Tattoos and permanent makeup can lead to a lasting headache for patients

Physicians should caution that permanent body markings carry risks for infection, allergic reactions, granulomas and keloids, experts say.

By Susan J. Landers — Posted May 8, 2006

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Washington -- Take a look around. Butterflies and flowers adorn patients' shoulders and ankles, wolves and dragons are spread across their chests and backs. Even feet are fair game for the tattoo pen.

Nearly one-quarter of adults in the United States have at least one tattoo, and its close associate, permanent makeup, is gaining in popularity.

Such markings are not only fashion statements, they can also help improve a patient's appearance after reconstructive surgery, or disguise a lack of skin pigmentation or the loss of eyebrows due to alopecia. Some women might choose permanent makeup to save time in the morning.

But warnings are in order before a trip to the tattoo parlor, and primary care physicians could be called upon to deliver them.

Before 2003, there were few complaints about tattoos and permanent makeup, said Linda Katz, MD, MPH, director of the Food and Drug Administration's Office of Colors and Cosmetics. But since then, the FDA has received many reports of adverse reactions, particularly from women who have had their lips, eyes and eyebrows color-enhanced.

Some of those complaints resulted in a 2004 FDA alert to consumers to avoid certain shades of ink manufactured by Premier Pigments, a Texas manufacturer of permanent cosmetic pigments. The company since has taken those inks off the market. But the increasing number of available pigments and shades continue to raise concern, Dr. Katz said. Although some color additives are approved for use in cosmetics, none is approved for injection into the skin, she said.

Some of the pigments used in tattoos are not approved for skin contact at all. Some are industrial grade and are suitable for printers' ink or automobile paint. Dr. Katz spoke at the FDA's 2006 Science Forum held in Washington, D.C., April 18-20.

Among the problems that could bring recipients of permanent markings to a physician's office are infections from unsterile tattooing equipment -- including such serious infections as hepatitis. The risk of infection is one reason the American Assn. of Blood Banks requires a one-year wait between getting a tattoo and donating blood.

Allergic reactions, though rare, do occur, and they are hard to treat given the difficulty in removing such markings. People also might develop allergies years after receiving a tattoo, according to FDA information. Other skin problems include the formation of granulomas and keloids surrounding the tattoo or makeup.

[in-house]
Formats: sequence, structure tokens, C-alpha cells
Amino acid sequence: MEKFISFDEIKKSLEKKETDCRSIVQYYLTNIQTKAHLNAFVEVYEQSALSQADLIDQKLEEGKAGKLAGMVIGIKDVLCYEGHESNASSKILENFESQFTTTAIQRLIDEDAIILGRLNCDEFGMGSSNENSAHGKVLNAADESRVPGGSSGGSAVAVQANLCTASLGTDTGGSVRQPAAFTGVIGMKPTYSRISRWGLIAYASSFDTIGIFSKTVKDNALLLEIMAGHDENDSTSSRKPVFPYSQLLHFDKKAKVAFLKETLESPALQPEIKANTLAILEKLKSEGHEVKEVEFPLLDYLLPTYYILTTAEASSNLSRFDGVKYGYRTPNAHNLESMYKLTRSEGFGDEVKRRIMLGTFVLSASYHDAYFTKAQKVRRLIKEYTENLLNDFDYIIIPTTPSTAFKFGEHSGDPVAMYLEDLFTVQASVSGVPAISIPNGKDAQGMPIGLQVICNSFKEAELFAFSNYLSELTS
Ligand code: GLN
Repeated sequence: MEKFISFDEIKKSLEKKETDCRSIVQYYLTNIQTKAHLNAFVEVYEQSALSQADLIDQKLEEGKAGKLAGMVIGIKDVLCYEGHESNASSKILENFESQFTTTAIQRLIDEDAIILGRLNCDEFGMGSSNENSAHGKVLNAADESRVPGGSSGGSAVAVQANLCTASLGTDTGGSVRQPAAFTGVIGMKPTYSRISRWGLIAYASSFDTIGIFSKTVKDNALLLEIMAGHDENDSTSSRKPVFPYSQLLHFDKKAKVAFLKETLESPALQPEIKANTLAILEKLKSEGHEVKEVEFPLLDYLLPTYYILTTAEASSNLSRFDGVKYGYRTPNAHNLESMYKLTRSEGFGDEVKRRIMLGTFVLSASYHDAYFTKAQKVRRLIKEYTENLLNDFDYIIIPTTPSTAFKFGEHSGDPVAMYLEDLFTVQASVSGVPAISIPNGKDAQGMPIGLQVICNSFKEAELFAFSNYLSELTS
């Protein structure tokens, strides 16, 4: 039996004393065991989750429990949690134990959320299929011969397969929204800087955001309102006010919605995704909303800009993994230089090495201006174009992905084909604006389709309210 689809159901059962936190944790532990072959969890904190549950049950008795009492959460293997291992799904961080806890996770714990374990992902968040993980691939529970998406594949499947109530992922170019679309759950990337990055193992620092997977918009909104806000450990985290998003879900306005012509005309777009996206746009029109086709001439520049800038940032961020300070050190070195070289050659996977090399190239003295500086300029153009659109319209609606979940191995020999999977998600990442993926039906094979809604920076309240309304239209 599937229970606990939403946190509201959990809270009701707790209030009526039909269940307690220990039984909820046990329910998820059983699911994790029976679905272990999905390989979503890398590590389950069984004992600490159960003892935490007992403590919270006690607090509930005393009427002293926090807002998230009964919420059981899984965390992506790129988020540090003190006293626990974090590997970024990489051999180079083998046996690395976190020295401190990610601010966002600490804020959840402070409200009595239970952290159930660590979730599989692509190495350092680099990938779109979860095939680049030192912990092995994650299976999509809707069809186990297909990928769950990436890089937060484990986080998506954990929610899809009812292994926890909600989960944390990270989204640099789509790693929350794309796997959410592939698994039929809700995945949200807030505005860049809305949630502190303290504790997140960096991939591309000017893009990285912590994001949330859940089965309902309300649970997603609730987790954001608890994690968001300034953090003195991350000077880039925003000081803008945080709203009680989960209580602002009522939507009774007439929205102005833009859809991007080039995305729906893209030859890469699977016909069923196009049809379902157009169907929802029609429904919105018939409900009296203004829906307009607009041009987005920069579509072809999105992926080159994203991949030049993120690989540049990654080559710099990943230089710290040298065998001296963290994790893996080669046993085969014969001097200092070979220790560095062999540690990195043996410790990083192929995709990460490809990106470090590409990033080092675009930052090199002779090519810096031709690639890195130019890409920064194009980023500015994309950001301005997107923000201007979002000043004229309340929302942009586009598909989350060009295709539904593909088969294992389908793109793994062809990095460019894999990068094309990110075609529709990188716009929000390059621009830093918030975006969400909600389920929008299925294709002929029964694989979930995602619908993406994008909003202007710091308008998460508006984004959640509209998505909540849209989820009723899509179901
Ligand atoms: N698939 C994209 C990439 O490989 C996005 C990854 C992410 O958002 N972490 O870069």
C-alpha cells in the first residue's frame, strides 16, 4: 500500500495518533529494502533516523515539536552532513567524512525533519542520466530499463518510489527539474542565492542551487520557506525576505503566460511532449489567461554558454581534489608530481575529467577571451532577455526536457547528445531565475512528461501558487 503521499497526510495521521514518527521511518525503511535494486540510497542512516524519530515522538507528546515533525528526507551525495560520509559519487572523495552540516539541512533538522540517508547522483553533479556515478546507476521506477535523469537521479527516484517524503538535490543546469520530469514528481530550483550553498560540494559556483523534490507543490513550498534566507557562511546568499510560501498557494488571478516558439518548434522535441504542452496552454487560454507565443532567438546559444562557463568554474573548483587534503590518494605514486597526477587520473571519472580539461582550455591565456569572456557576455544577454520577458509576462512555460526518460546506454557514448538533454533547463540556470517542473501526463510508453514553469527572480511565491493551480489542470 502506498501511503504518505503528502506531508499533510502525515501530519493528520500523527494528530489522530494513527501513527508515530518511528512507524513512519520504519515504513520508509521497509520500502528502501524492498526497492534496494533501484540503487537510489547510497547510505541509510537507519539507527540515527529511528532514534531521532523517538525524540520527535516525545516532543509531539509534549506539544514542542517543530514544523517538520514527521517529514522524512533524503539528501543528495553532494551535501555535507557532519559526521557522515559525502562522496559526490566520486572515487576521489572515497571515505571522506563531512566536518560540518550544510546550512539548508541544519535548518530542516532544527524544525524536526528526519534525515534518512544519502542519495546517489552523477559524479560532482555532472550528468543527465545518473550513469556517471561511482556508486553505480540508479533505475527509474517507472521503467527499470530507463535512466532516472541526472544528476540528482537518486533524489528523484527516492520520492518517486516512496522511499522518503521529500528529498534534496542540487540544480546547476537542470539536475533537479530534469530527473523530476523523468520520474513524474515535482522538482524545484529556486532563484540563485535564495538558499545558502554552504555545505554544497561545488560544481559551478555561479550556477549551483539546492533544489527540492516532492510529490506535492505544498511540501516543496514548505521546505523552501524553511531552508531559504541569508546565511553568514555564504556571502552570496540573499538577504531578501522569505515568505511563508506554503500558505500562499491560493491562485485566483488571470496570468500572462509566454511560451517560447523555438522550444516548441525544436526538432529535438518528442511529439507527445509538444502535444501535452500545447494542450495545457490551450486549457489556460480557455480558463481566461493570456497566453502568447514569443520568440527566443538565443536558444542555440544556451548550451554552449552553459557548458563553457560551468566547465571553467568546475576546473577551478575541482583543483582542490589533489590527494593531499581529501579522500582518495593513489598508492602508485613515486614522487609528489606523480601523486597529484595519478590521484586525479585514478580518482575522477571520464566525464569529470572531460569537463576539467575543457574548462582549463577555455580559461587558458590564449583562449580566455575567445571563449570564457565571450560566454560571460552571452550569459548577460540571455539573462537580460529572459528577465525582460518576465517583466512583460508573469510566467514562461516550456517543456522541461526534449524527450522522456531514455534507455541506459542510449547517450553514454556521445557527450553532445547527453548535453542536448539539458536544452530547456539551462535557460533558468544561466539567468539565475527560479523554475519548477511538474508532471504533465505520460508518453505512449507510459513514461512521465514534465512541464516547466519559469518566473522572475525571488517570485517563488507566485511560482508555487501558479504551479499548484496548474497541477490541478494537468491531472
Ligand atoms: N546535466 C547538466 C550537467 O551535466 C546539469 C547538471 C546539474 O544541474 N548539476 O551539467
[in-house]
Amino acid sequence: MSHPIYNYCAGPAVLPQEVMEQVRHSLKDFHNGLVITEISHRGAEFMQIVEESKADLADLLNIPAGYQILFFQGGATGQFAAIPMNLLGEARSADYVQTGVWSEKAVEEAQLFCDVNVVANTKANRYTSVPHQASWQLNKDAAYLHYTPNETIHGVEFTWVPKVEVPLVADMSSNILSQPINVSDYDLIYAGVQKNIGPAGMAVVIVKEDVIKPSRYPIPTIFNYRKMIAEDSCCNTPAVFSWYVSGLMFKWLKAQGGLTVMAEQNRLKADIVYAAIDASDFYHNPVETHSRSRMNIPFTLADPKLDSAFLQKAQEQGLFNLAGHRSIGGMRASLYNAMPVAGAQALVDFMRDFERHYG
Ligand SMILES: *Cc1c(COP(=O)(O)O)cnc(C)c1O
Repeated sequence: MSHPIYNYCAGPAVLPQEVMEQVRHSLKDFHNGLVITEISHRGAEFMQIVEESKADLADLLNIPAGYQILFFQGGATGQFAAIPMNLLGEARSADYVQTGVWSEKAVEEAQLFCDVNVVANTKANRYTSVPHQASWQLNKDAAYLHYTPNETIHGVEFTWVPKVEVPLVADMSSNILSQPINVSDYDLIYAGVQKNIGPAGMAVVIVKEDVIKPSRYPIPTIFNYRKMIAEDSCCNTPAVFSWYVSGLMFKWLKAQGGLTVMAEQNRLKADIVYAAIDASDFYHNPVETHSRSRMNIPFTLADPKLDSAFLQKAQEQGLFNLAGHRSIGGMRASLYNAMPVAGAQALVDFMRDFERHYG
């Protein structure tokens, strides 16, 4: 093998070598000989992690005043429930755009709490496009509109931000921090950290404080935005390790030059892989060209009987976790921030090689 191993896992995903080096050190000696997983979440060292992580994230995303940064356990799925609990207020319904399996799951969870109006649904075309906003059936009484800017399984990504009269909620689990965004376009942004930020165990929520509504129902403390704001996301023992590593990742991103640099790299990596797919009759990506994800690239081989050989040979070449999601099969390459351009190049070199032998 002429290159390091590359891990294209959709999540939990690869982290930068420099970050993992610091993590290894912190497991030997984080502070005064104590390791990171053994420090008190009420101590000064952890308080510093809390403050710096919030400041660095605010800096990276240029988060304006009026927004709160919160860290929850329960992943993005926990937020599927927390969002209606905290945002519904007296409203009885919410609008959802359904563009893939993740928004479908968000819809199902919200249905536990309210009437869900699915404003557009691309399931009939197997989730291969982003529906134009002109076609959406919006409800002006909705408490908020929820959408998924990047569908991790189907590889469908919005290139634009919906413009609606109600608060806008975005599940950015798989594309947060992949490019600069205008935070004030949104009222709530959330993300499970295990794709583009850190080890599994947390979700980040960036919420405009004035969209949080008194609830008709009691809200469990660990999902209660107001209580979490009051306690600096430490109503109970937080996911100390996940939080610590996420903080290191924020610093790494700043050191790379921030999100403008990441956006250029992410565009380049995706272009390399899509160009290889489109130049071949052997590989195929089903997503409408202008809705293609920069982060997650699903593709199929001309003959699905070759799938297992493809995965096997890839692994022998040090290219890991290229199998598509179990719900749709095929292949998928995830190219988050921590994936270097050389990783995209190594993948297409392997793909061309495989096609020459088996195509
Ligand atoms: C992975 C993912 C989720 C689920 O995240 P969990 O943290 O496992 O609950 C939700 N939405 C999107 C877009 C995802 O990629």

Reports even give details of people with body markings who experience swelling or burning in the affected areas when they undergo magnetic resonance imaging, according to the FDA, although this seems to occur only rarely and is without lasting effects.

Removal difficulties

Attempts to remove an unwanted marking raise a host of additional problems, said R. Rox Anderson, MD, a professor of dermatology at Harvard Medical School in Boston, who has removed many tattoos. He also spoke at the FDA forum.

Despite the gains made during recent years in laser removal, only 75% of the inks on the market can be removed, and certain colors, such as a particular shade of green, are impossible to get rid of, he said. Plus, the process is lengthy, painful and costly. In other words, what seemed like a real buy at the start -- a lifetime tattoo for only $50 -- can turn into an expensive debacle, Dr. Anderson added.

More than half of the ink implanted into the dermis by the tattoo artist makes its way into the body's lymphatic system and, when blasted by a laser in an attempt to remove the tattoo, more ink is dispersed into the lymph nodes. The presence of multicolored pigment could pose a problem when and if an examination of the lymphatic system is called for in a future diagnostic procedure, he said.

He would like to see inks developed that can be safely applied and also relatively easily removed.

The FDA traditionally has not regulated tattoo inks or the pigments used in them, Dr. Katz said, because there had not been many reports of problems. But the agency is encouraging physicians to report any adverse events among patients.

To date, the agency has been made aware of more than 50 reactions from permanent makeup that include swelling, cracking, peeling, blistering and scarring in the areas of the eyes and lips. In some cases, the effects reported caused serious disfigurement that led to difficulty in eating and talking, according to agency information. Swelling can occur as long as one month after a procedure, Dr. Katz said.

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Hazards posed by temporary tattoos

The Food and Drug Administration has issued an alert to caution consumers about using temporary tattoos manufactured in other countries either because they do not carry ingredient labels or they contain ingredients that the agency does not permit for use in cosmetics.

The FDA has received reports of allergic reactions to the tattoos, which are applied with moistened cotton and fade several days after application.

In addition, the agency issued an import alert for henna intended for use on the skin, also noting reports of allergic reactions from skin products containing the dye. Henna is approved only for use as a hair dye, not for direct application to the skin. Also, since henna typically produces a reddish brown tint, the FDA questioned what ingredients were added to produce varieties labeled as "black henna" and "blue henna."

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External links

Food and Drug Administration on tattoos and permanent makeup (link)

FDA's MedWatch on reporting adverse reactions (link)

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